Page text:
Iron ore miner Fortescue Metals Group deploys autonomous support trucks
By Chad Elmore16 February 2021
Fortescue Metals Group has deployed autonomous light vehicles at its mining operations in Western Australia.
Fortescue Metals Group said it has successfully deployed autonomous light vehicles (ALV’s) at its above-ground mining operations in the Chichester Hub, located in the Pilbara region of Western Australia.
Developed by Fortescue’s Technology and Autonomy team as a solution to improve the efficiency of the Christmas Creek mobile maintenance team, the company said the ALVs remove the need for technicians to make around 12,000 28-kilometre round trips annually to collect equipment and parts.
With the assistance of Ford Australia, four Ford Rangers have been retrofitted with an on-board vehicle automation system to support the driverless equipment transfer service, which the mining company said will improve efficiency and safety by enabling team members to spend more time on maintaining assets.
The system features an integrated lidar/radar perception system that facilitates obstacle detection and dynamic obstacle avoidance, a comprehensive independent safety management and fail-safe braking system and extensive built-in system monitoring and fault response capability.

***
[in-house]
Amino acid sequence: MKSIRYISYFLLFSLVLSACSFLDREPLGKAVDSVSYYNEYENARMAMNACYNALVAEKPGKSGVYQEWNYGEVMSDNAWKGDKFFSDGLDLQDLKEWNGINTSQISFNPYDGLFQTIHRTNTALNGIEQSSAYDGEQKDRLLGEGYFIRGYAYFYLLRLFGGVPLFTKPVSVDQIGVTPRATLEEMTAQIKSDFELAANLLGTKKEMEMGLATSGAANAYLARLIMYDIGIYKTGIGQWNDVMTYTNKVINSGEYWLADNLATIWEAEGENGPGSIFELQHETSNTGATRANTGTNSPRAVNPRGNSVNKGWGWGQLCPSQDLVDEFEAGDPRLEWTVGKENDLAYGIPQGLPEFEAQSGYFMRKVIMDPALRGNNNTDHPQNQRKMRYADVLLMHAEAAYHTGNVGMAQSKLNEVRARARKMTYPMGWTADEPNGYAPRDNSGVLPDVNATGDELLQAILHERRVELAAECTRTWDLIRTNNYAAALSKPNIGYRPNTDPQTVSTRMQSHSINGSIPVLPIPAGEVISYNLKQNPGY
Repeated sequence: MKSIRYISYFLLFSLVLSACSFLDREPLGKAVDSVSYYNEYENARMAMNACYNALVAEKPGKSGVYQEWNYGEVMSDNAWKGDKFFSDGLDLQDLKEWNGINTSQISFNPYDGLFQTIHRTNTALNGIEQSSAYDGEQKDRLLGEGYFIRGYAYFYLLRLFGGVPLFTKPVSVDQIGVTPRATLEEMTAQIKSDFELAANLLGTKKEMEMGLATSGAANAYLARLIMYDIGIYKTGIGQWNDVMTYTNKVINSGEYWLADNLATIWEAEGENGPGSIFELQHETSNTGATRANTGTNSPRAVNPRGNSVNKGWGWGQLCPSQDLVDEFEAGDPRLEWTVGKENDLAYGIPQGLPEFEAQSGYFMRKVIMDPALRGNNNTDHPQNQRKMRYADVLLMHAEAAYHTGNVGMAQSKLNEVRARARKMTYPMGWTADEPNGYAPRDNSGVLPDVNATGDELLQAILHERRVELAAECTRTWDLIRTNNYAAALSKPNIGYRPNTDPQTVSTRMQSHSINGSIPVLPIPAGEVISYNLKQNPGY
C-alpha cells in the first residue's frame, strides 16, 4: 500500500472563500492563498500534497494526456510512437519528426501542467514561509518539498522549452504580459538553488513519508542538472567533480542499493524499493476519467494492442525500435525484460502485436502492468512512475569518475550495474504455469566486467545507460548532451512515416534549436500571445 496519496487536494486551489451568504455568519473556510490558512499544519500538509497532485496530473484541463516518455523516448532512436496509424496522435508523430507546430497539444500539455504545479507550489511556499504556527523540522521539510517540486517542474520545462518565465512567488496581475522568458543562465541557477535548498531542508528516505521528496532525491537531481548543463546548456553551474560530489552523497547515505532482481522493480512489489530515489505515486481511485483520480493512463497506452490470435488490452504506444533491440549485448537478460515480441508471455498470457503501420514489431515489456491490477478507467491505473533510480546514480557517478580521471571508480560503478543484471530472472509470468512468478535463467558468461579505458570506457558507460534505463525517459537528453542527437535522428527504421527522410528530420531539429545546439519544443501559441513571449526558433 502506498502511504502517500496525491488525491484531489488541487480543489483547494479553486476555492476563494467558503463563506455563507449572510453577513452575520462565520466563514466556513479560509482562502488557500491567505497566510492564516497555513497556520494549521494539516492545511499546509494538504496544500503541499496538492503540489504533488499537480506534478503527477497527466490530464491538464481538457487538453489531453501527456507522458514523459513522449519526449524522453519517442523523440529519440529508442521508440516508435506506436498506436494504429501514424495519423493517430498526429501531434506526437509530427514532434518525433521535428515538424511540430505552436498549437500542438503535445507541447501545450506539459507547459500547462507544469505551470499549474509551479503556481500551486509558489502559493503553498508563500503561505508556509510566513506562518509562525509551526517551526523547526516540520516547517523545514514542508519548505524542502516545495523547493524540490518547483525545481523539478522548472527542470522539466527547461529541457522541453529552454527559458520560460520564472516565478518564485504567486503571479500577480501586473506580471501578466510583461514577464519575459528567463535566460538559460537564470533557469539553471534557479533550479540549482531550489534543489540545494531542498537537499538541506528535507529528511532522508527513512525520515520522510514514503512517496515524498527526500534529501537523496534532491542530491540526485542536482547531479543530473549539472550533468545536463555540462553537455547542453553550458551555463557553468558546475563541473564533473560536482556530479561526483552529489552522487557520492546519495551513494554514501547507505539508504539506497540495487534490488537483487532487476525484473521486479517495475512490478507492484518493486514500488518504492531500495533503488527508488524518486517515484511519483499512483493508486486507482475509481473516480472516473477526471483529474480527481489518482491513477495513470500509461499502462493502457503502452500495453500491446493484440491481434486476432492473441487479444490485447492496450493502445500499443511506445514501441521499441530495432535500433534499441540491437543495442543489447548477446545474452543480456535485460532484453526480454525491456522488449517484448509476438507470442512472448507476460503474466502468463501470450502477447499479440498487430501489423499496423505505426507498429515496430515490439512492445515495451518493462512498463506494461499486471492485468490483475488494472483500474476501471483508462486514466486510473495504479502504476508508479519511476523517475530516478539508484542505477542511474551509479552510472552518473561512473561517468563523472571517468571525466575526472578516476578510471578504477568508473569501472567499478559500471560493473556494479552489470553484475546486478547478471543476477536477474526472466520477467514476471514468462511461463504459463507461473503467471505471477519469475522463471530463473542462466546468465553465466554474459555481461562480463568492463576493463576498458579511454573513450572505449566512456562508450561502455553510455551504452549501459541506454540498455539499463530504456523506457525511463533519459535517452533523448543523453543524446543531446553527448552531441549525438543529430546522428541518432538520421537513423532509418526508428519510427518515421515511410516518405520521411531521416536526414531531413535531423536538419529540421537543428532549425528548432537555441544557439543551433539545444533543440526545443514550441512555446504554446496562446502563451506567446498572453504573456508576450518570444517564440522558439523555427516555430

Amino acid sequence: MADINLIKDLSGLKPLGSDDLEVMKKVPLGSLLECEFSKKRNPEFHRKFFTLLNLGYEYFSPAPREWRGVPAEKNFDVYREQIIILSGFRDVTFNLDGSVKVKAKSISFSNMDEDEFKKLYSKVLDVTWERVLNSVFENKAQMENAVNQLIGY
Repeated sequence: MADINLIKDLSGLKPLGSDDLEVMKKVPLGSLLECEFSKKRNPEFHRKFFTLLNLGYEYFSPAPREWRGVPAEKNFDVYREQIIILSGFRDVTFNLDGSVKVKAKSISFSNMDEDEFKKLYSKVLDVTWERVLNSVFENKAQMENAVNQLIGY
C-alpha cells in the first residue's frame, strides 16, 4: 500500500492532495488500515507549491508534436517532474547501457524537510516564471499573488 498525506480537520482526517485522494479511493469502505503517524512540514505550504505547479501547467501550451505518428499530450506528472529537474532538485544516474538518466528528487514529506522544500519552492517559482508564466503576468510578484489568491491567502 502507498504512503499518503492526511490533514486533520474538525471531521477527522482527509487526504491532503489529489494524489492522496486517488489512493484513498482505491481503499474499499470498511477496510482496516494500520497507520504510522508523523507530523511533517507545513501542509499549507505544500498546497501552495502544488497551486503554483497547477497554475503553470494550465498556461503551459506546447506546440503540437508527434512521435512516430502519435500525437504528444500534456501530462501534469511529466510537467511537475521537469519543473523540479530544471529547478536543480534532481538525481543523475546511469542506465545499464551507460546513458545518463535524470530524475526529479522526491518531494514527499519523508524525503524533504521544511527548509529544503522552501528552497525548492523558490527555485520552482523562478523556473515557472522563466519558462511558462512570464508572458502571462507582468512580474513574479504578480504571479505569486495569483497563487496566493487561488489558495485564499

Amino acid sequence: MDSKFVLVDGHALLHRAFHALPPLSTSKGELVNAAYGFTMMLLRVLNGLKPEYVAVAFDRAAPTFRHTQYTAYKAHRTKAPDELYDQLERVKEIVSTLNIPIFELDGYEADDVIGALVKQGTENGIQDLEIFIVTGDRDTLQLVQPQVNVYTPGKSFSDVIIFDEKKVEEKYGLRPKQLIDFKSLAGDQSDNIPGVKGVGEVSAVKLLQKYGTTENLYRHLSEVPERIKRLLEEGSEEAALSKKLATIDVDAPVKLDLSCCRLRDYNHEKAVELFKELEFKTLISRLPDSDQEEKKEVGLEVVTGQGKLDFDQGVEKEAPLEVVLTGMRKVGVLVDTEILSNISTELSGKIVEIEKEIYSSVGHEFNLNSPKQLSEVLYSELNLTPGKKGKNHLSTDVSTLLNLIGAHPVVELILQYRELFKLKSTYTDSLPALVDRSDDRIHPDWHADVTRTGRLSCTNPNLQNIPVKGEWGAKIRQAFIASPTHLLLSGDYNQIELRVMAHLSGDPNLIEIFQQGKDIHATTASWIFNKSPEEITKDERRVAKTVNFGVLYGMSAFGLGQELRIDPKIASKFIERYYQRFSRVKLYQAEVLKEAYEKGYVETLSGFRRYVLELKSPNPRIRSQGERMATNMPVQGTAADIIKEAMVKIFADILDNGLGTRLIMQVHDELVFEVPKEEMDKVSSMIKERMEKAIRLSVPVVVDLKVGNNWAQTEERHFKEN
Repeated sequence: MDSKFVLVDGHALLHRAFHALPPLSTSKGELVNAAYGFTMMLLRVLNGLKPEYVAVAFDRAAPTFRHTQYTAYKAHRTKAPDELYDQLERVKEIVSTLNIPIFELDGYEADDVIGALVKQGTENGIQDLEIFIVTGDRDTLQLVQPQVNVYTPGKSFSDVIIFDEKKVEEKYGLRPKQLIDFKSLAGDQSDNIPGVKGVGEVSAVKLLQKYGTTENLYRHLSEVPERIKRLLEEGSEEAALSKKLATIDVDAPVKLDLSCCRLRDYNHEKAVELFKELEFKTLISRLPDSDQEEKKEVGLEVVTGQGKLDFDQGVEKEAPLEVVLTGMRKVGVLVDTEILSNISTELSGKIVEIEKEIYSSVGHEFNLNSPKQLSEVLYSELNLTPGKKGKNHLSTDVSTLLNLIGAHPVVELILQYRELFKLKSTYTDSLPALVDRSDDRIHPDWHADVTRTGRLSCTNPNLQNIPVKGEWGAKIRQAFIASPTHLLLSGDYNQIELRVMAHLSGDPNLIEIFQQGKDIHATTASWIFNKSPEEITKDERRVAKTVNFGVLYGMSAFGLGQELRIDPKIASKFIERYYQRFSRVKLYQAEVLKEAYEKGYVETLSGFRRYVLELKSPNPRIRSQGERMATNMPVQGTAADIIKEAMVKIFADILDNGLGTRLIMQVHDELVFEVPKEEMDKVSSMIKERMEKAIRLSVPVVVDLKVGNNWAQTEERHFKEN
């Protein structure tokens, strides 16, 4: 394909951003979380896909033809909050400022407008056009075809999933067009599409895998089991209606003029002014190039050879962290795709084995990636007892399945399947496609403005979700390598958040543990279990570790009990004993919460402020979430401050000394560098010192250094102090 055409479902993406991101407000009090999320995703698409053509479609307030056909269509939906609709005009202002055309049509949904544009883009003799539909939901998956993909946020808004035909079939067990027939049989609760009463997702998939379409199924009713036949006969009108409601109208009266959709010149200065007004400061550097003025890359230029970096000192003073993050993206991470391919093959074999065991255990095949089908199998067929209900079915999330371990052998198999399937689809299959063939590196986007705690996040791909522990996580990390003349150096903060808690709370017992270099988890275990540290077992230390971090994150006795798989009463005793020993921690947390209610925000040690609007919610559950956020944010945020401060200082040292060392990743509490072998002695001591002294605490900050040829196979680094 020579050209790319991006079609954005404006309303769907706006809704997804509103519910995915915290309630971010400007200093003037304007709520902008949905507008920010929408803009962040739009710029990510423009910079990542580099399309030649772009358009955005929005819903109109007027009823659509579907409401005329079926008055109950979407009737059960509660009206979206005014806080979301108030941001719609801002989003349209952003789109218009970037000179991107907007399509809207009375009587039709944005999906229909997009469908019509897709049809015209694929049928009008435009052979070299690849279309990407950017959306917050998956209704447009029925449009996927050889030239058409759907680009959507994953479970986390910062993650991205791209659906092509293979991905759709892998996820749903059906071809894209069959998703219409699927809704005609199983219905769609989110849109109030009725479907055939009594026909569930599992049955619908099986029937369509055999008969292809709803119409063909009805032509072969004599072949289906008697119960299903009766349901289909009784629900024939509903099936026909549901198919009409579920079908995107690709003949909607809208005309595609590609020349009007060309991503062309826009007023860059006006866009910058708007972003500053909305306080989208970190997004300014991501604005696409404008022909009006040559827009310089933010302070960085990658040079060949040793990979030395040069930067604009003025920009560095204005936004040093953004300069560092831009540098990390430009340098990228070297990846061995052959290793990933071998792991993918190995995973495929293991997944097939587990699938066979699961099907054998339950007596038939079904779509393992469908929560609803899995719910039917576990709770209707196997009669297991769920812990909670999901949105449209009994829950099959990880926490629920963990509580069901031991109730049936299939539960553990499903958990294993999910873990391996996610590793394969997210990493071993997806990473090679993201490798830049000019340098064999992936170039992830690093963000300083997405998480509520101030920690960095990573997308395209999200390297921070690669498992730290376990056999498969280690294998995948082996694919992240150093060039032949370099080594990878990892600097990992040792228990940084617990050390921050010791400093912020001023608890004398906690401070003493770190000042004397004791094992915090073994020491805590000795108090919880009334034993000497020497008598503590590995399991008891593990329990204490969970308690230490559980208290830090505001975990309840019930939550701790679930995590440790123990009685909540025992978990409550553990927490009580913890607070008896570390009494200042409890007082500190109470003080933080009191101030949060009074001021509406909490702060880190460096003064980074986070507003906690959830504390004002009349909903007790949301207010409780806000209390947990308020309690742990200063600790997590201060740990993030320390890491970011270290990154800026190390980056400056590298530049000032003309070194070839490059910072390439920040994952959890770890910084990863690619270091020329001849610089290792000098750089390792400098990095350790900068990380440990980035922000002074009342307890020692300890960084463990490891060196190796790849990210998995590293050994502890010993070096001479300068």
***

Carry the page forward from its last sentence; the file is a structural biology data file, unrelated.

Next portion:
The successful deployment of ALV’s at the Christmas Creek iron ore mine will provide the opportunity to implement a similar system at other operational sites to improve safety, productivity and efficiency.
“Since the outset, Fortescue has been at the forefront of innovation in the mining industry, underpinned by our value of generating ideas,” said Fortescue CEO Elizabeth Gaines. “It is this focus on technology and innovation that has driven our industry leading operational performance and cost position.
“The autonomous light vehicle project is a significant advancement of our in-house automation capability, building on our leading autonomous haulage system program which has already delivered significant productivity and efficiency improvements for the business.
“With the flexibility to introduce similar systems into other mobile assets, this project is fundamental to our future mobile equipment automation projects,” Gaines said.
Ford Australia President and CEO Andrew Birkic said, “We’re very proud that our award-winning Ford Rangers have been used as part of the Fortescue Metals Group autonomous light vehicle project. Ford globally is at the forefront of research into autonomous vehicles, and working with companies like Fortescue is critical to gaining an insight into specific user applications.”
The Rangers joined a fleet that already includes driverless Cat 793F, 789D and Komatsu 930E haul trucks. Last fall, Fortescue expanded its autonomous haulage fleet to 183 trucks operating at the Solomon and Chichester Hubs.
The trucks have travelled more than 52 million kilometres and moved 1.5 billion tonnes of material since 2013. An additional 900 assets, such as excavators, wheel loaders and light vehicles, are integrated with the autonomous fleet using Cat Minestar Command for Hauling Technology, which is operated from the Fortescue Hive, the company’s integrated operations center in Perth, Western Australia.